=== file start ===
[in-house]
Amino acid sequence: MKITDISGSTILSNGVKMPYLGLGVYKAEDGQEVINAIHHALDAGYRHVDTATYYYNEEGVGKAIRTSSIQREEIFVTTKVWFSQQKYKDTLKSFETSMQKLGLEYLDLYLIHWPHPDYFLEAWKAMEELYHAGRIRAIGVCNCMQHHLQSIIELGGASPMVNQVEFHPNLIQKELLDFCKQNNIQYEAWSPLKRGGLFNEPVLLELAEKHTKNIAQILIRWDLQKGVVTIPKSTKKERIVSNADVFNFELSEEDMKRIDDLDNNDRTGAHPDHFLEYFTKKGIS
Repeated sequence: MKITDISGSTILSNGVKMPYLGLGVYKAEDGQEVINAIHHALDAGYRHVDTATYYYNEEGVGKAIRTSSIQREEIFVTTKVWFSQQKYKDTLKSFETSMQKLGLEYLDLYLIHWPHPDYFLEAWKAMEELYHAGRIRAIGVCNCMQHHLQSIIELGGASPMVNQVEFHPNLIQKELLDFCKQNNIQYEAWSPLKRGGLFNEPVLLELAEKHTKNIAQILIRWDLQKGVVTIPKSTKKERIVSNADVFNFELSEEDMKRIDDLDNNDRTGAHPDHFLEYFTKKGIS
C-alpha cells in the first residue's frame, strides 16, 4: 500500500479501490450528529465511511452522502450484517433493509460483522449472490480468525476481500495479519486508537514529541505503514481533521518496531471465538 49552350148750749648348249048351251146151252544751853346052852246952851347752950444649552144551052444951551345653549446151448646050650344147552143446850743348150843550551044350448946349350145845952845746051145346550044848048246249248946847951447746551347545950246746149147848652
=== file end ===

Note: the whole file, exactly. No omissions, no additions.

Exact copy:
[in-house]
Amino acid sequence: MKITDISGSTILSNGVKMPYLGLGVYKAEDGQEVINAIHHALDAGYRHVDTATYYYNEEGVGKAIRTSSIQREEIFVTTKVWFSQQKYKDTLKSFETSMQKLGLEYLDLYLIHWPHPDYFLEAWKAMEELYHAGRIRAIGVCNCMQHHLQSIIELGGASPMVNQVEFHPNLIQKELLDFCKQNNIQYEAWSPLKRGGLFNEPVLLELAEKHTKNIAQILIRWDLQKGVVTIPKSTKKERIVSNADVFNFELSEEDMKRIDDLDNNDRTGAHPDHFLEYFTKKGIS
Repeated sequence: MKITDISGSTILSNGVKMPYLGLGVYKAEDGQEVINAIHHALDAGYRHVDTATYYYNEEGVGKAIRTSSIQREEIFVTTKVWFSQQKYKDTLKSFETSMQKLGLEYLDLYLIHWPHPDYFLEAWKAMEELYHAGRIRAIGVCNCMQHHLQSIIELGGASPMVNQVEFHPNLIQKELLDFCKQNNIQYEAWSPLKRGGLFNEPVLLELAEKHTKNIAQILIRWDLQKGVVTIPKSTKKERIVSNADVFNFELSEEDMKRIDDLDNNDRTGAHPDHFLEYFTKKGIS
C-alpha cells in the first residue's frame, strides 16, 4: 500500500479501490450528529465511511452522502450484517433493509460483522449472490480468525476481500495479519486508537514529541505503514481533521518496531471465538 49552350148750749648348249048351251146151252544751853346052852246952851347752950444649552144551052444951551345653549446151448646050650344147552143446850743348150843550551044350448946349350145845952845746051145346550044848048246249248946847951447746551347545950246746149147848652